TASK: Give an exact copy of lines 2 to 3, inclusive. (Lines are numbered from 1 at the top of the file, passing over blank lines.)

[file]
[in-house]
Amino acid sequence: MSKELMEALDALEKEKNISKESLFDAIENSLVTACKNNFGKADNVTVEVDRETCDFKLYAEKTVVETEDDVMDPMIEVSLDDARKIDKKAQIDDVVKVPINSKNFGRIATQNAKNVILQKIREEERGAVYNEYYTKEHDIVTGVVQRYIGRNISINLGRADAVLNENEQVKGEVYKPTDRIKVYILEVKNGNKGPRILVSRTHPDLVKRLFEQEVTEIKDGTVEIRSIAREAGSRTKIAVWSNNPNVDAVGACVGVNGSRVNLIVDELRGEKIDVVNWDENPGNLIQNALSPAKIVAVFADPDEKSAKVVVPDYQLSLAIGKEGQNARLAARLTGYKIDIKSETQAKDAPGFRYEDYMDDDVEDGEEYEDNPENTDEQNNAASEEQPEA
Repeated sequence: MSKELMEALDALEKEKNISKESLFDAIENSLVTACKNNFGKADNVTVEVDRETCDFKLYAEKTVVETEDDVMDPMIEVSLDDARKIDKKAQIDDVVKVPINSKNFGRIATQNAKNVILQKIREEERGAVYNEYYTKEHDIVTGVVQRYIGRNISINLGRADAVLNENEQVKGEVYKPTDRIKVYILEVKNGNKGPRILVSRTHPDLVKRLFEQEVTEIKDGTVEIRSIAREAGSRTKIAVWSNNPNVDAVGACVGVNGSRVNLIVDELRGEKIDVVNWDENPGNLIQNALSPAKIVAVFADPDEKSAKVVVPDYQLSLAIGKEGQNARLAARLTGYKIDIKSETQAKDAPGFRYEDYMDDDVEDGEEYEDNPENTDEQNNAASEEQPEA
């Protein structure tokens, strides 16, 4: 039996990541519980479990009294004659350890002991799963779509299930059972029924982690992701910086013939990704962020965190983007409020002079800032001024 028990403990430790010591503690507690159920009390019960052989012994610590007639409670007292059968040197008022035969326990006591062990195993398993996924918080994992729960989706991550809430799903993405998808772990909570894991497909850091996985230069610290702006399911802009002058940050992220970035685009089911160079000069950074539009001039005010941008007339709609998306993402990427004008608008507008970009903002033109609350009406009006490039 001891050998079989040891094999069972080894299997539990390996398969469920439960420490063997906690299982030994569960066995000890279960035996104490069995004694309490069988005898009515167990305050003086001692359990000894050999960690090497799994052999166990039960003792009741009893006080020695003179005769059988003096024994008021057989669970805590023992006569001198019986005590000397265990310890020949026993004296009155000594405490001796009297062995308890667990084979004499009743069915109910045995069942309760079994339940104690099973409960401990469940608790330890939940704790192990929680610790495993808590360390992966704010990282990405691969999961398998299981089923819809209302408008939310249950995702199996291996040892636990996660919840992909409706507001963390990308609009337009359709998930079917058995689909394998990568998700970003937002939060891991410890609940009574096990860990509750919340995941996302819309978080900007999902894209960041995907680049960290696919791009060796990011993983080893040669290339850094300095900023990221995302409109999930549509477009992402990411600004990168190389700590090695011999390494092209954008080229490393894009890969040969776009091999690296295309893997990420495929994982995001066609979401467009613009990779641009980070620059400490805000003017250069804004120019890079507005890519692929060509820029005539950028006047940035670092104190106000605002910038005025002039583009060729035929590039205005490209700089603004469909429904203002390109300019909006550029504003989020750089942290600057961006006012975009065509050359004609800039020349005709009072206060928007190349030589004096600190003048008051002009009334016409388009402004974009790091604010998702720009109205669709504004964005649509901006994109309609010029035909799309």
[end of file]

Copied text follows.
Amino acid sequence: MSKELMEALDALEKEKNISKESLFDAIENSLVTACKNNFGKADNVTVEVDRETCDFKLYAEKTVVETEDDVMDPMIEVSLDDARKIDKKAQIDDVVKVPINSKNFGRIATQNAKNVILQKIREEERGAVYNEYYTKEHDIVTGVVQRYIGRNISINLGRADAVLNENEQVKGEVYKPTDRIKVYILEVKNGNKGPRILVSRTHPDLVKRLFEQEVTEIKDGTVEIRSIAREAGSRTKIAVWSNNPNVDAVGACVGVNGSRVNLIVDELRGEKIDVVNWDENPGNLIQNALSPAKIVAVFADPDEKSAKVVVPDYQLSLAIGKEGQNARLAARLTGYKIDIKSETQAKDAPGFRYEDYMDDDVEDGEEYEDNPENTDEQNNAASEEQPEA
Repeated sequence: MSKELMEALDALEKEKNISKESLFDAIENSLVTACKNNFGKADNVTVEVDRETCDFKLYAEKTVVETEDDVMDPMIEVSLDDARKIDKKAQIDDVVKVPINSKNFGRIATQNAKNVILQKIREEERGAVYNEYYTKEHDIVTGVVQRYIGRNISINLGRADAVLNENEQVKGEVYKPTDRIKVYILEVKNGNKGPRILVSRTHPDLVKRLFEQEVTEIKDGTVEIRSIAREAGSRTKIAVWSNNPNVDAVGACVGVNGSRVNLIVDELRGEKIDVVNWDENPGNLIQNALSPAKIVAVFADPDEKSAKVVVPDYQLSLAIGKEGQNARLAARLTGYKIDIKSETQAKDAPGFRYEDYMDDDVEDGEEYEDNPENTDEQNNAASEEQPEA